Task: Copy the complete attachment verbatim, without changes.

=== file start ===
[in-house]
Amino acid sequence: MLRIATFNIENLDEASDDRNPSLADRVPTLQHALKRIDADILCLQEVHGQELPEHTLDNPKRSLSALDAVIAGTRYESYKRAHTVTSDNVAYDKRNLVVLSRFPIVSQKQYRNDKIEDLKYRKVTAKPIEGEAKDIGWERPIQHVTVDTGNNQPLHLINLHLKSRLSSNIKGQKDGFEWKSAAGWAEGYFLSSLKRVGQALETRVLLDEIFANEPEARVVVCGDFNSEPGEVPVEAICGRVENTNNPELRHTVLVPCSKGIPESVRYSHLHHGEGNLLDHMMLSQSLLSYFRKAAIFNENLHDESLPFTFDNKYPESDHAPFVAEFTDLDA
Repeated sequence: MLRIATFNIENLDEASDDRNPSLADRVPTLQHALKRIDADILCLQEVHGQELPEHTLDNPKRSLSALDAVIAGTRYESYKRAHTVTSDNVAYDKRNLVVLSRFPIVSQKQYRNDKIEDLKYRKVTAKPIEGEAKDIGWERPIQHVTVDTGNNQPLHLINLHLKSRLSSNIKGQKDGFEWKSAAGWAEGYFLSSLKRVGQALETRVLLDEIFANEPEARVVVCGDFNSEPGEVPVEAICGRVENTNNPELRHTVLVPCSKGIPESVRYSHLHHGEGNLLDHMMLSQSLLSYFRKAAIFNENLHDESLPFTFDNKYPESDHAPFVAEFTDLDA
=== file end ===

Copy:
[in-house]
Amino acid sequence: MLRIATFNIENLDEASDDRNPSLADRVPTLQHALKRIDADILCLQEVHGQELPEHTLDNPKRSLSALDAVIAGTRYESYKRAHTVTSDNVAYDKRNLVVLSRFPIVSQKQYRNDKIEDLKYRKVTAKPIEGEAKDIGWERPIQHVTVDTGNNQPLHLINLHLKSRLSSNIKGQKDGFEWKSAAGWAEGYFLSSLKRVGQALETRVLLDEIFANEPEARVVVCGDFNSEPGEVPVEAICGRVENTNNPELRHTVLVPCSKGIPESVRYSHLHHGEGNLLDHMMLSQSLLSYFRKAAIFNENLHDESLPFTFDNKYPESDHAPFVAEFTDLDA
Repeated sequence: MLRIATFNIENLDEASDDRNPSLADRVPTLQHALKRIDADILCLQEVHGQELPEHTLDNPKRSLSALDAVIAGTRYESYKRAHTVTSDNVAYDKRNLVVLSRFPIVSQKQYRNDKIEDLKYRKVTAKPIEGEAKDIGWERPIQHVTVDTGNNQPLHLINLHLKSRLSSNIKGQKDGFEWKSAAGWAEGYFLSSLKRVGQALETRVLLDEIFANEPEARVVVCGDFNSEPGEVPVEAICGRVENTNNPELRHTVLVPCSKGIPESVRYSHLHHGEGNLLDHMMLSQSLLSYFRKAAIFNENLHDESLPFTFDNKYPESDHAPFVAEFTDLDA